CP/M AND THE PERSONAL COMPUTER

How did it all begin? Nobody knows. The start of the story is lost in the mists of antiquity, and the sands of time have drifted over the opening chapter. One minute there was talk of how micros would bring user-friendliness to manking, and the next minute there was CP/M.

Saddled with CP/M, we've been trying to make the best of it ever since. This book tacitly recognises this noble struggle fairly early on: "When you buy CP/M you usually receive copies of the official CP/M manuals... It's safe to say that beginners have found these manuals confusing. Several less charitable adjectives have also been used."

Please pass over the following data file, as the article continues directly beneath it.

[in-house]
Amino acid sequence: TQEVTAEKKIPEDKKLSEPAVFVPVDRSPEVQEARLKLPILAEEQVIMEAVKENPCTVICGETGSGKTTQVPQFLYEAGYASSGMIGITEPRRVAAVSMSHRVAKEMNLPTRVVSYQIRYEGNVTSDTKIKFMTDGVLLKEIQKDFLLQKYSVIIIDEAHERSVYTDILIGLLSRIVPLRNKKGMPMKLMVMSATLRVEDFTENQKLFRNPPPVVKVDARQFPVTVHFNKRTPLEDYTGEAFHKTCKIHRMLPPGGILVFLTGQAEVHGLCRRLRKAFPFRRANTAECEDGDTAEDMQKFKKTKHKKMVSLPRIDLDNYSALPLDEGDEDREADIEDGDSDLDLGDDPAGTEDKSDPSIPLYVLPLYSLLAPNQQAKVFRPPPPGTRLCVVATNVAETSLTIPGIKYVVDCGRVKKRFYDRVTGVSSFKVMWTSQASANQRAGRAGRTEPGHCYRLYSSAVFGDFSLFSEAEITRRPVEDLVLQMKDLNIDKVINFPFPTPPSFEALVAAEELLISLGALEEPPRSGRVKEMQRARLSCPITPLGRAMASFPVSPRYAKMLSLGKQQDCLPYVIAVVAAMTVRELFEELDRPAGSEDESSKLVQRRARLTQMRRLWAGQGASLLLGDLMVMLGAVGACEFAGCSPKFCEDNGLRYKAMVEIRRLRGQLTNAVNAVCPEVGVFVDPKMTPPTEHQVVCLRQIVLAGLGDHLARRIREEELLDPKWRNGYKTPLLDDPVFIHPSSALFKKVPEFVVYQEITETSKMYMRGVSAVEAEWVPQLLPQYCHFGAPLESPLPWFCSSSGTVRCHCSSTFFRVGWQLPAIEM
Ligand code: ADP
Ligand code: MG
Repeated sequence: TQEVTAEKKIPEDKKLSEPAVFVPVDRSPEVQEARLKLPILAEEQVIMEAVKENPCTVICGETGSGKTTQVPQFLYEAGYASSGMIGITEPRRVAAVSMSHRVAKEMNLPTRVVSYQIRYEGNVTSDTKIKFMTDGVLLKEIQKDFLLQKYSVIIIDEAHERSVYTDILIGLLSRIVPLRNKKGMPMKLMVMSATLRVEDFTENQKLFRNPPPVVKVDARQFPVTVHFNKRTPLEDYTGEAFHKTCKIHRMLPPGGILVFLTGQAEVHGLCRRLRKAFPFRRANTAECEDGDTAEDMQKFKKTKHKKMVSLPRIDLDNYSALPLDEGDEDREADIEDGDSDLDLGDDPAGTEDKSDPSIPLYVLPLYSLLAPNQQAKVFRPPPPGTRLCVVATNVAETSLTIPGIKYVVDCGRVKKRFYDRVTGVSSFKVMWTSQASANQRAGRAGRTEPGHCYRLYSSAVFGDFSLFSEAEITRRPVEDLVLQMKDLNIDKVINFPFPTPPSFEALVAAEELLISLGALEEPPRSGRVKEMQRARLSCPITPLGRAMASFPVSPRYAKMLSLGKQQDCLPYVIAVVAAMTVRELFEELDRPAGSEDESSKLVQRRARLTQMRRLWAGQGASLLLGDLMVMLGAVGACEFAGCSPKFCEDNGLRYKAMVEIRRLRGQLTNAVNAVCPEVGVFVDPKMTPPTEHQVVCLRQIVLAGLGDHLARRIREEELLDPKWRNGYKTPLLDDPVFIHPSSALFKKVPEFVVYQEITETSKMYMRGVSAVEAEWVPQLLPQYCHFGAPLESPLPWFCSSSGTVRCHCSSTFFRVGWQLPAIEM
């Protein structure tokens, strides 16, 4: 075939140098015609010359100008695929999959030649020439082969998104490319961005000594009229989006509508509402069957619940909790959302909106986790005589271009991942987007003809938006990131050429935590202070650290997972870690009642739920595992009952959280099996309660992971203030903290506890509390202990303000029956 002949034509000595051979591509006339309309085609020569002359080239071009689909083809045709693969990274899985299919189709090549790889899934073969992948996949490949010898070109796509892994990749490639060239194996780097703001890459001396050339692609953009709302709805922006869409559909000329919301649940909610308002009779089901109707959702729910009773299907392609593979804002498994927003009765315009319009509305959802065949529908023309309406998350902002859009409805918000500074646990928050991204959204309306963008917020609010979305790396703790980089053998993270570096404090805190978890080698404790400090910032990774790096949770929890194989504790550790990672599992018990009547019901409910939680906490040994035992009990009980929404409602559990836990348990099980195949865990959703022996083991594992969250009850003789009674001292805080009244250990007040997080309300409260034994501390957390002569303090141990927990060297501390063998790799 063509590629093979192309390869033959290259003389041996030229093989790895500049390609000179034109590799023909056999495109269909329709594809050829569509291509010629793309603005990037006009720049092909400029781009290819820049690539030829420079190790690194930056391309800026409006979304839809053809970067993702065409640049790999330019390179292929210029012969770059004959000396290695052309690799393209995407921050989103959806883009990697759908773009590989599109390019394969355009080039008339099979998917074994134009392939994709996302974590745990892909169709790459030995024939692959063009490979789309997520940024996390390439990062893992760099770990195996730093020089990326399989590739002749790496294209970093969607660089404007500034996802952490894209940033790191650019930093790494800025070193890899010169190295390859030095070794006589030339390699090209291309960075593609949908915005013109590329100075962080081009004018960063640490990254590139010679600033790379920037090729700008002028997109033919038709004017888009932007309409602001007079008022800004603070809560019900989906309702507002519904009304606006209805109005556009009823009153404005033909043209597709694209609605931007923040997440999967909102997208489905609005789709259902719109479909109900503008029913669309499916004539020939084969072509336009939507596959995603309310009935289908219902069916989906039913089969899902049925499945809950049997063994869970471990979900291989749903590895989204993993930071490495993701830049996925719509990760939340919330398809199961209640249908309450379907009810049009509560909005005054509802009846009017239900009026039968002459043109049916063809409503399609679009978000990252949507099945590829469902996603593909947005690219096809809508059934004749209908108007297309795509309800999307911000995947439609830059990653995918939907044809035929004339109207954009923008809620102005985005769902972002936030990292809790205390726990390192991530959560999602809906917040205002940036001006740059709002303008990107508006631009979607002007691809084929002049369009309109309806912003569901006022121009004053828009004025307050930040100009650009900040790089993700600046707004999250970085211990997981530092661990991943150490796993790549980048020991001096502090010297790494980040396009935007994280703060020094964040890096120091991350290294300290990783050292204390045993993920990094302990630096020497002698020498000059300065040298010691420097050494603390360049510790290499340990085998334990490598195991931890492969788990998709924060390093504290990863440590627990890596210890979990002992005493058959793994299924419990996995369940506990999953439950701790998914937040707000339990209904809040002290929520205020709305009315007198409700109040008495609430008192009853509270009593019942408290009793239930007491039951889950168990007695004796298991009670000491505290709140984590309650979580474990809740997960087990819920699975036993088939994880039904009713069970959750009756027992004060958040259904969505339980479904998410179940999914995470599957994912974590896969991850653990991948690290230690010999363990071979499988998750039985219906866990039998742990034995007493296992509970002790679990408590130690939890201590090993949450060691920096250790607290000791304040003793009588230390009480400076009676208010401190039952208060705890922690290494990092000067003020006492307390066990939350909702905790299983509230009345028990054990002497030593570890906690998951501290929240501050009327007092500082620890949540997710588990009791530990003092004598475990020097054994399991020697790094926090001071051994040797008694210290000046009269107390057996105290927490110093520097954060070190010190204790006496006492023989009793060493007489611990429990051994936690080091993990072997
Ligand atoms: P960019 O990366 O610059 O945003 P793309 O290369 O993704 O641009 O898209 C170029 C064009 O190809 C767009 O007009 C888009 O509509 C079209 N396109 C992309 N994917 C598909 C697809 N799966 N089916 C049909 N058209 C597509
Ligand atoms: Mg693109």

So, in order to give CP/M the benefit of the doubt, you need to approach it through a third party, in this case Dwyer and Critchfield. And let's admin straight away, you could do a lot worse.

This is perhaps as lucid and useful a book on CP/M (and related products) as you could hope to find. It covers a remarkable amount of ground at an even pae with a sprinkling of whimsical illustrations (plus colour) and text that is made to look interesting and that reads well.

It isn't cheap, but if you sat down and worked your way through almost 500 pages you'd probably cover something equivalent to a degree course. And it won't just be CP/M you'll have graduated in, but also a wide variety of programming concepts and a fair range of program products. Among the latter is Unix, which may be the subject of the next such book you'll need to look at if the irresistible march of fashion proceeds unchecked.